Coveney urges Boris Johnson to produce Brexit solution or it will be a 'disaster for Ireland'
Boris Johnson's attempts to replace the backstop have been dismissed by the Irish government.
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Addressing an audience in New York, Tanaiste Simon Coveney said if the UK continues on its current path, it will amount to "a disaster for Ireland".
He accused the UK government of "creating a much bigger problem to solve in the context of the Irish question".
As the House of Commons resumed, a defiant Mr Johnson insisted that he will not back down in his demands for the backstop to be scrapped.
Asked whether he would respect legislation which requires him to seek a Brexit extension if no deal is secured, Mr Johnson replied: "We will of course obey the law and we will come out of the EU on October 31."
However, even if the Prime Minister is humiliated into asking the EU for a delay, there is no guarantee it would be granted.
Taoiseach Leo Varadkar said: "There are a lot of other European countries though that are increasingly sceptical about whether there should be an extension or not, and would want it to happen for a good reason. But I think we are a couple of weeks away from that scenario arising.
"Certainly, I would rather see a deal being ratified, so that we can end the uncertainty that has been affecting citizens and business for far too long now."
As the chaos continued, the DUP called for tariffs to be applied on goods moving from the Republic into Northern Ireland if there is a disorderly Brexit.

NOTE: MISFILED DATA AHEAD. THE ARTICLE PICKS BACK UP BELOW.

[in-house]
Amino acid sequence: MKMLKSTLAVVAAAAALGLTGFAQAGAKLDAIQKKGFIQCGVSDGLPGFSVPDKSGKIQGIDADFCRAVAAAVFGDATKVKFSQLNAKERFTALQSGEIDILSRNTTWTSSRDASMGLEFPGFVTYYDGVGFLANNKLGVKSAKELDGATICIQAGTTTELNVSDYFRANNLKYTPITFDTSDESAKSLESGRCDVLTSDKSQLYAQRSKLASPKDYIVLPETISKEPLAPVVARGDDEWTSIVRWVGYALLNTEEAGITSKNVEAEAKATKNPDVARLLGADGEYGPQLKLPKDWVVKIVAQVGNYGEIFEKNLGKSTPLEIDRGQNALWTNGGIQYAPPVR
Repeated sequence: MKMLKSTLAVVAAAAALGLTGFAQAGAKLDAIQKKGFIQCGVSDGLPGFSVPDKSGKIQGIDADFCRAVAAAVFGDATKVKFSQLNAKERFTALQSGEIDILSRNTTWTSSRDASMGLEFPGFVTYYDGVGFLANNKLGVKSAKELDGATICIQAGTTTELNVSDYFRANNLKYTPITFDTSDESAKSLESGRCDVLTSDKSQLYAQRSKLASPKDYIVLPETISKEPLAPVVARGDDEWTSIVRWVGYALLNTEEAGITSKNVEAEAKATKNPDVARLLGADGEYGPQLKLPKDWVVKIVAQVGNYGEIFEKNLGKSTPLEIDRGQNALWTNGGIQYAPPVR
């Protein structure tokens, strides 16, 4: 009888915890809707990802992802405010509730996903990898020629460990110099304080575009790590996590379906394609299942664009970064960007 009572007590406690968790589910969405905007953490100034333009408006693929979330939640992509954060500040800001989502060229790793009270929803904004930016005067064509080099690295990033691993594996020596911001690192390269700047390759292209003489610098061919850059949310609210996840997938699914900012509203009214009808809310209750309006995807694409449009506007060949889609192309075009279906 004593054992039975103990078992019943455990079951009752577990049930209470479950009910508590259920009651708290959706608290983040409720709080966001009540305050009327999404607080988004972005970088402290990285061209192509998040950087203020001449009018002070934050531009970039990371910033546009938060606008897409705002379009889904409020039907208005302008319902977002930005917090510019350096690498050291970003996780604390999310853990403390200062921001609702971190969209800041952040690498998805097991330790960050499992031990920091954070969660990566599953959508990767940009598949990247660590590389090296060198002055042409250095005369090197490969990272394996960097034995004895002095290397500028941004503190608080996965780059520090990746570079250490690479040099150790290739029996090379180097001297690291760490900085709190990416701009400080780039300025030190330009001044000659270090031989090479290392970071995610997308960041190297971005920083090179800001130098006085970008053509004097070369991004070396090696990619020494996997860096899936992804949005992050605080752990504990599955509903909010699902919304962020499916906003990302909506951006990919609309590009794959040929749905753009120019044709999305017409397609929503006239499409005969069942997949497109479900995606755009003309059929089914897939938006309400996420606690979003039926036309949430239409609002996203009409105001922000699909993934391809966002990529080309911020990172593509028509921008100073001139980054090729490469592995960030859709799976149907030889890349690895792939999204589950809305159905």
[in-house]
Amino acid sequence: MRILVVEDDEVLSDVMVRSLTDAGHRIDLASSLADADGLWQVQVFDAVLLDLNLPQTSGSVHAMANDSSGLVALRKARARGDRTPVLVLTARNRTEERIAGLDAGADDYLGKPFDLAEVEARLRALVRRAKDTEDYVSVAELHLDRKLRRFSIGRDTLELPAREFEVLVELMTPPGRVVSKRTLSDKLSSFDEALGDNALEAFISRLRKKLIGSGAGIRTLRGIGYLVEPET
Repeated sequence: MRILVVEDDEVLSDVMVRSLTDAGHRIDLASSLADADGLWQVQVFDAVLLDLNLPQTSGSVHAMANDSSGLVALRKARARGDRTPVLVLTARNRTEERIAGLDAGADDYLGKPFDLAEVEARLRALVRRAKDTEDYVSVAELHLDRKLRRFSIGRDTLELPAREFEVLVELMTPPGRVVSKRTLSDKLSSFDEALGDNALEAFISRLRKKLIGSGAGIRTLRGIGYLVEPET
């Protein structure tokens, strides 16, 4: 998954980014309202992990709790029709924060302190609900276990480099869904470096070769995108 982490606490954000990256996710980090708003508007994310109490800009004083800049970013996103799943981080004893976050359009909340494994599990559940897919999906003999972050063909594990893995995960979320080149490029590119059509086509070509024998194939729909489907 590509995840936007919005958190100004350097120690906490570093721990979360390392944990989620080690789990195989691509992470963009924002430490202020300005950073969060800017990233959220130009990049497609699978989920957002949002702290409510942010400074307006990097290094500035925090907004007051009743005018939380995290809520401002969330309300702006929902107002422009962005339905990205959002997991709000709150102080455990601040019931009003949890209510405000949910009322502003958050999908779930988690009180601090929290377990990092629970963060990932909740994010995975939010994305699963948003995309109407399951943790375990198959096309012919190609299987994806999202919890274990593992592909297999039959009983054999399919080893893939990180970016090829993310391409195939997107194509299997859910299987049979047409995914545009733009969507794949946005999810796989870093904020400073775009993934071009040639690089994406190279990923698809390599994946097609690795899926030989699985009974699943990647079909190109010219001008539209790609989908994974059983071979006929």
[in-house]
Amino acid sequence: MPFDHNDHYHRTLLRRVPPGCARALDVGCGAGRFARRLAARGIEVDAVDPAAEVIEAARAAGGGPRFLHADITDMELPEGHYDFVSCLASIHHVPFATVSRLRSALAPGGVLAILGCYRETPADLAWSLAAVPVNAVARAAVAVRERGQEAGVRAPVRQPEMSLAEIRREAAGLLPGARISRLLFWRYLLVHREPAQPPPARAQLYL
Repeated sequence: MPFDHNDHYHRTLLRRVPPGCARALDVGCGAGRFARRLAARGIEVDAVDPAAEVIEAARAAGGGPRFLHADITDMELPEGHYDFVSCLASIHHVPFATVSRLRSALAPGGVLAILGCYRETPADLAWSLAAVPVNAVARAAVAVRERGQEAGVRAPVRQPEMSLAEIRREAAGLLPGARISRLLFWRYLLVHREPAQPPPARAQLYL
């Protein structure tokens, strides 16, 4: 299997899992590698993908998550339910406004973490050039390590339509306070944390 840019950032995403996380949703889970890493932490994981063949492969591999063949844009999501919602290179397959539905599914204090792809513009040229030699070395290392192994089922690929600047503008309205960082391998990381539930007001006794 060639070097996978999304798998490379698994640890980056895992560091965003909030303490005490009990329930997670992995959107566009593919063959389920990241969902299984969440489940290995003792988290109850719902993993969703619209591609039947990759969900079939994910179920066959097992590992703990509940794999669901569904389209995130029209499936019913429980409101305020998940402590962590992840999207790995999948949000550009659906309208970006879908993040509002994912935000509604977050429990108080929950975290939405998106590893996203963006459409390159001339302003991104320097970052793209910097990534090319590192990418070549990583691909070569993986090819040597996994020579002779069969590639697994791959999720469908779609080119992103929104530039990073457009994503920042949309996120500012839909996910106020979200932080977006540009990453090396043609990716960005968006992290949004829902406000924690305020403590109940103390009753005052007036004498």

MP Sammy Wilson said if the Republic puts checks in place then they must be replicated in Northern Ireland.
The UK government has repeatedly stated that it will not create any checkpoints.
But Mr Wilson said: "The current approach by the government places Northern Ireland businesses at a disadvantage, will lead to a loss of tax revenue, make Northern Ireland a backdoor to Great Britain and alleviates pressure on the Republic of Ireland to reach a sensible deal.
"This would be the same Irish government which has displayed incredible intransigence throughout these negotiations," he said.
The Irish government has said it needs to protect its place in the single market by carrying out checks in a no-deal scenario.
British officials yesterday submitted another set of proposals for how to maintain an open border without the backstop. However, sources say the documents do not amount to a workable, legal alternative to the existing deal.
On the fringes of a UN summit in New York, Mr Coveney challenged the Prime Minister to come up with a real solution.
He expressed frustration that Ireland is spending "hundreds of millions" to prepare for Brexit, which is a "problem that is not of our making and that we disagree with". And he warned that if a hard Brexit results in two different regulatory systems in Ireland, "you have to have border infrastructures".